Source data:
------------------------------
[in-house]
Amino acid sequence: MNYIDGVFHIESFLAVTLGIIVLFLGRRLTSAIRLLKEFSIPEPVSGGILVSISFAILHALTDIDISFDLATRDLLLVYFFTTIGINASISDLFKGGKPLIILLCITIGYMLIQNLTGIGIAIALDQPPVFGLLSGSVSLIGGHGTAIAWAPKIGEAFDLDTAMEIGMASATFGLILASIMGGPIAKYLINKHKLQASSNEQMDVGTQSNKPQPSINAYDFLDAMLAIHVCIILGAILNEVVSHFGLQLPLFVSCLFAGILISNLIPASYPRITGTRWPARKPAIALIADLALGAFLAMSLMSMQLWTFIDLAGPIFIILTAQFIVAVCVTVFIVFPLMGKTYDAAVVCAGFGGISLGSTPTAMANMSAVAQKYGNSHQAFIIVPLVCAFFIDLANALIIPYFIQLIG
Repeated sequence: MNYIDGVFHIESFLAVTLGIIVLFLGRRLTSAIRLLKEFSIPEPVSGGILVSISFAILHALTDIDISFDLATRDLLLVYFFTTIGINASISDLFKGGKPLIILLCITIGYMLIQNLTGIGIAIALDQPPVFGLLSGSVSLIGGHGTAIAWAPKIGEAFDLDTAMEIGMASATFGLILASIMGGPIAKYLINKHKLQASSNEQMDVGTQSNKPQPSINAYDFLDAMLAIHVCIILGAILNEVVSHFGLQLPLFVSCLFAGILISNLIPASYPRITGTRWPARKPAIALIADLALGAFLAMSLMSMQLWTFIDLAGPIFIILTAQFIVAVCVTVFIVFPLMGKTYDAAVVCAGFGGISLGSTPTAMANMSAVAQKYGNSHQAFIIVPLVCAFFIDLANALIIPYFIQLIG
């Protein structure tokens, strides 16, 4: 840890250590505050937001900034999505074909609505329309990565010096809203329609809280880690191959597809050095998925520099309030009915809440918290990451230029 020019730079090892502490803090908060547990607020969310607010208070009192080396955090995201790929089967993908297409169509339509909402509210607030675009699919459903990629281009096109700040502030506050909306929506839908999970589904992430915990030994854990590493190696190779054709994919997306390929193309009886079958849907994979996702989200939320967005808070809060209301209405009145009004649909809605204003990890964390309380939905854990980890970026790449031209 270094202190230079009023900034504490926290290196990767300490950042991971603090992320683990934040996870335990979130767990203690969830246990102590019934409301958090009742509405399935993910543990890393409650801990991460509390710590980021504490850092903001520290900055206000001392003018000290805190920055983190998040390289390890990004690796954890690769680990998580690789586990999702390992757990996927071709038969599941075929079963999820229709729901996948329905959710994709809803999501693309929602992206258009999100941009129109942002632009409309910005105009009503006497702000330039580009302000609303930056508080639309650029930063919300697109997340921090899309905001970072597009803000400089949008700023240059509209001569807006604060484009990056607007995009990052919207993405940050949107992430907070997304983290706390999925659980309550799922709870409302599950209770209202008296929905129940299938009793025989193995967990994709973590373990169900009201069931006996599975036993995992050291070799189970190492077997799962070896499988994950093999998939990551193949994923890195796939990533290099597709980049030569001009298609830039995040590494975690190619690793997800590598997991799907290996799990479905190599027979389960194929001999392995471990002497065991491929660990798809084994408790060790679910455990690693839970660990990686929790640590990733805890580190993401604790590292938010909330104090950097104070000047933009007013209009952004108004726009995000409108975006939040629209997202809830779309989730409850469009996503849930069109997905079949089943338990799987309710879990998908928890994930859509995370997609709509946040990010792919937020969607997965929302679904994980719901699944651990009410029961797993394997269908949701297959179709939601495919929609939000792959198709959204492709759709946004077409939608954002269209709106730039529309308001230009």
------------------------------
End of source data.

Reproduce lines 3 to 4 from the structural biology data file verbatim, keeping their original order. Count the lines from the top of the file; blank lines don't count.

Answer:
Repeated sequence: MNYIDGVFHIESFLAVTLGIIVLFLGRRLTSAIRLLKEFSIPEPVSGGILVSISFAILHALTDIDISFDLATRDLLLVYFFTTIGINASISDLFKGGKPLIILLCITIGYMLIQNLTGIGIAIALDQPPVFGLLSGSVSLIGGHGTAIAWAPKIGEAFDLDTAMEIGMASATFGLILASIMGGPIAKYLINKHKLQASSNEQMDVGTQSNKPQPSINAYDFLDAMLAIHVCIILGAILNEVVSHFGLQLPLFVSCLFAGILISNLIPASYPRITGTRWPARKPAIALIADLALGAFLAMSLMSMQLWTFIDLAGPIFIILTAQFIVAVCVTVFIVFPLMGKTYDAAVVCAGFGGISLGSTPTAMANMSAVAQKYGNSHQAFIIVPLVCAFFIDLANALIIPYFIQLIG
């Protein structure tokens, strides 16, 4: 840890250590505050937001900034999505074909609505329309990565010096809203329609809280880690191959597809050095998925520099309030009915809440918290990451230029 020019730079090892502490803090908060547990607020969310607010208070009192080396955090995201790929089967993908297409169509339509909402509210607030675009699919459903990629281009096109700040502030506050909306929506839908999970589904992430915990030994854990590493190696190779054709994919997306390929193309009886079958849907994979996702989200939320967005808070809060209301209405009145009004649909809605204003990890964390309380939905854990980890970026790449031209 270094202190230079009023900034504490926290290196990767300490950042991971603090992320683990934040996870335990979130767990203690969830246990102590019934409301958090009742509405399935993910543990890393409650801990991460509390710590980021504490850092903001520290900055206000001392003018000290805190920055983190998040390289390890990004690796954890690769680990998580690789586990999702390992757990996927071709038969599941075929079963999820229709729901996948329905959710994709809803999501693309929602992206258009999100941009129109942002632009409309910005105009009503006497702000330039580009302000609303930056508080639309650029930063919300697109997340921090899309905001970072597009803000400089949008700023240059509209001569807006604060484009990056607007995009990052919207993405940050949107992430907070997304983290706390999925659980309550799922709870409302599950209770209202008296929905129940299938009793025989193995967990994709973590373990169900009201069931006996599975036993995992050291070799189970190492077997799962070896499988994950093999998939990551193949994923890195796939990533290099597709980049030569001009298609830039995040590494975690190619690793997800590598997991799907290996799990479905190599027979389960194929001999392995471990002497065991491929660990798809084994408790060790679910455990690693839970660990990686929790640590990733805890580190993401604790590292938010909330104090950097104070000047933009007013209009952004108004726009995000409108975006939040629209997202809830779309989730409850469009996503849930069109997905079949089943338990799987309710879990998908928890994930859509995370997609709509946040990010792919937020969607997965929302679904994980719901699944651990009410029961797993394997269908949701297959179709939601495919929609939000792959198709959204492709759709946004077409939608954002269209709106730039529309308001230009």